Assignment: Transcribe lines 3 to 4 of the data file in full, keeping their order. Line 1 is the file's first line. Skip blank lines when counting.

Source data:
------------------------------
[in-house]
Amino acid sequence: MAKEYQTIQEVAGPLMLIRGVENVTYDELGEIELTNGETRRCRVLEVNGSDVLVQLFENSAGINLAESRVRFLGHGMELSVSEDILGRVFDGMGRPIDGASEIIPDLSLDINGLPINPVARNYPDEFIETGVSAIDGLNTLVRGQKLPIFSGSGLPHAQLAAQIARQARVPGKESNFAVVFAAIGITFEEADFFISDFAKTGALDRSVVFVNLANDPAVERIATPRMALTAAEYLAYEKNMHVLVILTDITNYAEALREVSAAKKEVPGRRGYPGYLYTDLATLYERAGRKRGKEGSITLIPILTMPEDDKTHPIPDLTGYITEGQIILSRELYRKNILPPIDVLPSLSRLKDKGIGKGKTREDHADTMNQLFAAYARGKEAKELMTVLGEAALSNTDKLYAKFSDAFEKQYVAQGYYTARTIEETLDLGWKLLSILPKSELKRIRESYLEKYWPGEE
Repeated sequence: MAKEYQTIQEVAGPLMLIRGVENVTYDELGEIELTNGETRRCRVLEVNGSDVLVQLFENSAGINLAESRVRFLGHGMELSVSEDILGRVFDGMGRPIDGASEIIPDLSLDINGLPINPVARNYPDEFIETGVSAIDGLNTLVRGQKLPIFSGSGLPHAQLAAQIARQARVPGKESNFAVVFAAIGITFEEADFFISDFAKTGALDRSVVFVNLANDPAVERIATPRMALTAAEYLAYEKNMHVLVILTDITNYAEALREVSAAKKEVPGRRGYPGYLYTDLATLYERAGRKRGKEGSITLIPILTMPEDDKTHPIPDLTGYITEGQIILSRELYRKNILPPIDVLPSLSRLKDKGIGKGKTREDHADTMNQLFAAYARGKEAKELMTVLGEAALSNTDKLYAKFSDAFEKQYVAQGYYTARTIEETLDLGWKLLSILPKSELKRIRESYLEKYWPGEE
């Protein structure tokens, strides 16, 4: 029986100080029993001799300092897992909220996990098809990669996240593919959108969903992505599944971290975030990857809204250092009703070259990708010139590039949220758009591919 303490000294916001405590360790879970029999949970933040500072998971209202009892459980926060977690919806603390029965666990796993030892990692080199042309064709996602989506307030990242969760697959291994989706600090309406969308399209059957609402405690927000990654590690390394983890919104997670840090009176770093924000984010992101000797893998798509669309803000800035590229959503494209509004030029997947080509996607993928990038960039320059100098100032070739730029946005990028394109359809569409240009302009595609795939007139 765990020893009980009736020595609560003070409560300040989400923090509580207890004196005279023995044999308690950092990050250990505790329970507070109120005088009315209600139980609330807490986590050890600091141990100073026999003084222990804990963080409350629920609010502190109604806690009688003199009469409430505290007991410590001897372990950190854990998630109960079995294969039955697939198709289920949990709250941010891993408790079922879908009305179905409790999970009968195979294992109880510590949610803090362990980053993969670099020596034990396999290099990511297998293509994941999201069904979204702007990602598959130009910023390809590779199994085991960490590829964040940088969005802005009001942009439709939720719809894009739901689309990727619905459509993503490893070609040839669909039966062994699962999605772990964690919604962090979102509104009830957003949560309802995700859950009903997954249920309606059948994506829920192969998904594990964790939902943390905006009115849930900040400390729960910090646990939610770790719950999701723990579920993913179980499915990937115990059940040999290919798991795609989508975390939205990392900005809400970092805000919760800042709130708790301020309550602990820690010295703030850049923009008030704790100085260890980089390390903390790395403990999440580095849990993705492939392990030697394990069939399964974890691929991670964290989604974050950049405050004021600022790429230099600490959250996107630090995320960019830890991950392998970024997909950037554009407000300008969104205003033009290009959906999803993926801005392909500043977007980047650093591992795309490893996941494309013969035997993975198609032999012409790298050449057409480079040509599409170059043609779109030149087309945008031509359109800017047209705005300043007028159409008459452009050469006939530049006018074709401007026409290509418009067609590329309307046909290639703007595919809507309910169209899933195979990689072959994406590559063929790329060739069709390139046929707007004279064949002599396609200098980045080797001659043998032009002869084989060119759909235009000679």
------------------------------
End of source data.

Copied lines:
Repeated sequence: MAKEYQTIQEVAGPLMLIRGVENVTYDELGEIELTNGETRRCRVLEVNGSDVLVQLFENSAGINLAESRVRFLGHGMELSVSEDILGRVFDGMGRPIDGASEIIPDLSLDINGLPINPVARNYPDEFIETGVSAIDGLNTLVRGQKLPIFSGSGLPHAQLAAQIARQARVPGKESNFAVVFAAIGITFEEADFFISDFAKTGALDRSVVFVNLANDPAVERIATPRMALTAAEYLAYEKNMHVLVILTDITNYAEALREVSAAKKEVPGRRGYPGYLYTDLATLYERAGRKRGKEGSITLIPILTMPEDDKTHPIPDLTGYITEGQIILSRELYRKNILPPIDVLPSLSRLKDKGIGKGKTREDHADTMNQLFAAYARGKEAKELMTVLGEAALSNTDKLYAKFSDAFEKQYVAQGYYTARTIEETLDLGWKLLSILPKSELKRIRESYLEKYWPGEE
């Protein structure tokens, strides 16, 4: 029986100080029993001799300092897992909220996990098809990669996240593919959108969903992505599944971290975030990857809204250092009703070259990708010139590039949220758009591919 303490000294916001405590360790879970029999949970933040500072998971209202009892459980926060977690919806603390029965666990796993030892990692080199042309064709996602989506307030990242969760697959291994989706600090309406969308399209059957609402405690927000990654590690390394983890919104997670840090009176770093924000984010992101000797893998798509669309803000800035590229959503494209509004030029997947080509996607993928990038960039320059100098100032070739730029946005990028394109359809569409240009302009595609795939007139 765990020893009980009736020595609560003070409560300040989400923090509580207890004196005279023995044999308690950092990050250990505790329970507070109120005088009315209600139980609330807490986590050890600091141990100073026999003084222990804990963080409350629920609010502190109604806690009688003199009469409430505290007991410590001897372990950190854990998630109960079995294969039955697939198709289920949990709250941010891993408790079922879908009305179905409790999970009968195979294992109880510590949610803090362990980053993969670099020596034990396999290099990511297998293509994941999201069904979204702007990602598959130009910023390809590779199994085991960490590829964040940088969005802005009001942009439709939720719809894009739901689309990727619905459509993503490893070609040839669909039966062994699962999605772990964690919604962090979102509104009830957003949560309802995700859950009903997954249920309606059948994506829920192969998904594990964790939902943390905006009115849930900040400390729960910090646990939610770790719950999701723990579920993913179980499915990937115990059940040999290919798991795609989508975390939205990392900005809400970092805000919760800042709130708790301020309550602990820690010295703030850049923009008030704790100085260890980089390390903390790395403990999440580095849990993705492939392990030697394990069939399964974890691929991670964290989604974050950049405050004021600022790429230099600490959250996107630090995320960019830890991950392998970024997909950037554009407000300008969104205003033009290009959906999803993926801005392909500043977007980047650093591992795309490893996941494309013969035997993975198609032999012409790298050449057409480079040509599409170059043609779109030149087309945008031509359109800017047209705005300043007028159409008459452009050469006939530049006018074709401007026409290509418009067609590329309307046909290639703007595919809507309910169209899933195979990689072959994406590559063929790329060739069709390139046929707007004279064949002599396609200098980045080797001659043998032009002869084989060119759909235009000679």